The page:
Three Grimms' Fairy Tales: Paintings by Gerard Wagner
"Fairy tales and sagas are comparable to a good angel granted human beings as a companion from birth on their life's wanderings, to be a trustworthy comrade throughout, offering comradeship and making life inwardly a truly ensouled fairy tale."—Rudolf Steiner
Those who have concerned themselves for a long time with restoring to humanity the fairy tales that had been somewhat glossed over by modern civilization—people such as the Brothers Grimm, though they did not adopt a spiritual-scientific view—understandably had the feeling that they were renewing something that belongs intimately to human nature. After an intellectual culture had done its part for centuries to estrange human souls—including children—collections such as those of the Grimm brothers have rightly found their way into the modern human consciousness. They have again become the common heritage of children's souls. As Spiritual Science becomes more than theory and information in human minds, fairy tales will become more and more the underlying mood of human souls, uniting them increasingly with the spiritual roots of those stories.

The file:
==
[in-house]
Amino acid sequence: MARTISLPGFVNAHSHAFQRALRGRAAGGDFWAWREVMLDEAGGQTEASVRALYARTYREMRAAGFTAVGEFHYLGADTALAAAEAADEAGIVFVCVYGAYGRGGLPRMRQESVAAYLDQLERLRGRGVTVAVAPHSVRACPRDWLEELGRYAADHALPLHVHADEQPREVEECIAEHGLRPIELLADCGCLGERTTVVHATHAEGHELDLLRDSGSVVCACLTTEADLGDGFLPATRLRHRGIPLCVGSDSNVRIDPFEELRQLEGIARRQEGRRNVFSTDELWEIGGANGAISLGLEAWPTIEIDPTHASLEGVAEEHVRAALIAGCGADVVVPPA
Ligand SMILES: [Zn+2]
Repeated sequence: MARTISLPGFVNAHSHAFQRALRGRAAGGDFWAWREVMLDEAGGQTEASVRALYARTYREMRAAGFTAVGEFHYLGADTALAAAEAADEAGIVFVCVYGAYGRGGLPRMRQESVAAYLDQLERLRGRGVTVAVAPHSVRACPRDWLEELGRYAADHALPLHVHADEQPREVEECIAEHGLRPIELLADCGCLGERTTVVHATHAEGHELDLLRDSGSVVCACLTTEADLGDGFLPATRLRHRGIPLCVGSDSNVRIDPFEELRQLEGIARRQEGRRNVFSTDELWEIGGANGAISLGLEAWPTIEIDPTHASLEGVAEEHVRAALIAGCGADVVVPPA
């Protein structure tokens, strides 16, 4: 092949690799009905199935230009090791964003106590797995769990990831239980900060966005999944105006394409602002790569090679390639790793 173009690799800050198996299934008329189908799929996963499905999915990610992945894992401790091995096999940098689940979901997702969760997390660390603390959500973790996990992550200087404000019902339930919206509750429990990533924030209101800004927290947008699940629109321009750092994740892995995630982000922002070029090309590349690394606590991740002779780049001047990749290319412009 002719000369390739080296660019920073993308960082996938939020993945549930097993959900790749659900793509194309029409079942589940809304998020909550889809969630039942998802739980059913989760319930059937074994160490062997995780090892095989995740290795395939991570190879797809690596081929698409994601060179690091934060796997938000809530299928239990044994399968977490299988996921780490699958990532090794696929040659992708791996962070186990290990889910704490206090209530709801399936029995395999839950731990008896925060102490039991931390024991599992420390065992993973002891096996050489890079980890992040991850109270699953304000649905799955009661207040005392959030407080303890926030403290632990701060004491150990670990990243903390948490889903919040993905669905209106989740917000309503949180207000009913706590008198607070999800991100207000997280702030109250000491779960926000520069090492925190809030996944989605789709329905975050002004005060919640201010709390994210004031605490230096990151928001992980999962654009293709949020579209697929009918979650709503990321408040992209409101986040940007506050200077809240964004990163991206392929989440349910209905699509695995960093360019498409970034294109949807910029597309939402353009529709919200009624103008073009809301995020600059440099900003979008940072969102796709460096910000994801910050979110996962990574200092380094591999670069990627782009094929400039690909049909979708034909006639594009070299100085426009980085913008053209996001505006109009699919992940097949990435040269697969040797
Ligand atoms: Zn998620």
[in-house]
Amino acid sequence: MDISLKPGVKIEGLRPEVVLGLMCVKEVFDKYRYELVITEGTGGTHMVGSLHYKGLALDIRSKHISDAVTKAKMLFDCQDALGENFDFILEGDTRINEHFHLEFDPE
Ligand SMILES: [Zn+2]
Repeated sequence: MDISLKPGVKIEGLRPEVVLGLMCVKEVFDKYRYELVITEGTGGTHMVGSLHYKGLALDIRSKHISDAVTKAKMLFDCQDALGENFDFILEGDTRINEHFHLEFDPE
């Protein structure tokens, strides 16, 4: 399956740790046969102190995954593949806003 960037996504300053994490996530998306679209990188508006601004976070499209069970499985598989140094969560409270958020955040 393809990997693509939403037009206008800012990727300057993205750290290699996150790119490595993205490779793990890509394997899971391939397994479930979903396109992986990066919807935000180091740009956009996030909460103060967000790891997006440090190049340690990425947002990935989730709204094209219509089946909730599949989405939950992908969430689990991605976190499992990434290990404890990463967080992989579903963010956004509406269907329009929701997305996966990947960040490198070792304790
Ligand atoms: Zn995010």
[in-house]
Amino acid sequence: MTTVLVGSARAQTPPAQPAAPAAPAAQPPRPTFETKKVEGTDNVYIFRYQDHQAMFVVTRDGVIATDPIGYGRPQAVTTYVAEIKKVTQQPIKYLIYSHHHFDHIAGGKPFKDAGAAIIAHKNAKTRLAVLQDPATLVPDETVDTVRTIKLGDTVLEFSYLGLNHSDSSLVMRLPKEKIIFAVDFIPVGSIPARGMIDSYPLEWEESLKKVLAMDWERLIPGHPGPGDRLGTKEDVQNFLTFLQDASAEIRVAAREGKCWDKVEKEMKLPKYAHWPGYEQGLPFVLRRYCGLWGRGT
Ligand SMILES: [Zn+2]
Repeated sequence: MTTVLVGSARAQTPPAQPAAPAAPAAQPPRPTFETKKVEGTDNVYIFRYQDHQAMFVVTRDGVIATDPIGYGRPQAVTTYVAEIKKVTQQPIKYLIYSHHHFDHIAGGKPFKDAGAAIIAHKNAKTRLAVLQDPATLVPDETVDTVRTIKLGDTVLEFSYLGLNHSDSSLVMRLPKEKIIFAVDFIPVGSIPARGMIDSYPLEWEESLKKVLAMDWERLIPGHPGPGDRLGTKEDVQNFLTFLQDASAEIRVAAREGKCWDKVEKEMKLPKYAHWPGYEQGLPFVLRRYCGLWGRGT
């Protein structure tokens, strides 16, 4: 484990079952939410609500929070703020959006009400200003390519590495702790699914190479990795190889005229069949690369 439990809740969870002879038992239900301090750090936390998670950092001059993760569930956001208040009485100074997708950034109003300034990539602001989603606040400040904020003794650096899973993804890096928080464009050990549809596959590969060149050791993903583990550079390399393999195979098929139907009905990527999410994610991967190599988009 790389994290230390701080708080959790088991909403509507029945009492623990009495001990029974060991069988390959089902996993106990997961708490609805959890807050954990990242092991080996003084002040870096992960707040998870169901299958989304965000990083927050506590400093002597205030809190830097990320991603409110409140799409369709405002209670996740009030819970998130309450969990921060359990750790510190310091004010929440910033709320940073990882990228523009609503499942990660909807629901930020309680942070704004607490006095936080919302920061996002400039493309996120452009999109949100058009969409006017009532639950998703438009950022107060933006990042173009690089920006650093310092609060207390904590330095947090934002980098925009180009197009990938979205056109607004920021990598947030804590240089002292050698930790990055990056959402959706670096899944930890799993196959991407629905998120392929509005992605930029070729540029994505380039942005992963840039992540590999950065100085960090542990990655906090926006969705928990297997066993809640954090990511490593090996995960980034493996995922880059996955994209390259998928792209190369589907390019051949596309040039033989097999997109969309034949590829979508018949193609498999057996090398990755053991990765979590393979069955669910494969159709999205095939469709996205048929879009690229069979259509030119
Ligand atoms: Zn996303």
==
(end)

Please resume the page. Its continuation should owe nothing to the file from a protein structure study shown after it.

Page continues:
The illustrations in Three Grimms’ Fairy Tales by the German painter Gerard Wagner for “Briar Rose,” “Jorinde and Joringle,” and “The Star-Taler” represent a unique artistic approach to the illustration of children’s books. Through Wagner’s lifelong investigation into how form can arise from objective color experience, the images are attuned individually in a deep way to the mood of each fairy tale and to children’s essential moral nature and creative fantasy. The book is a finely illustrated children’s book as well as a book of fine art.
Three Grimms’ Fairy Tales also includes an afterword on painting “out of the color” by Peter Stebbing, director of the Arteum Painting School in Dornach, Switzerland, and a lecture by Rudolf Steiner on fairy tales in the light of spiritual investigation.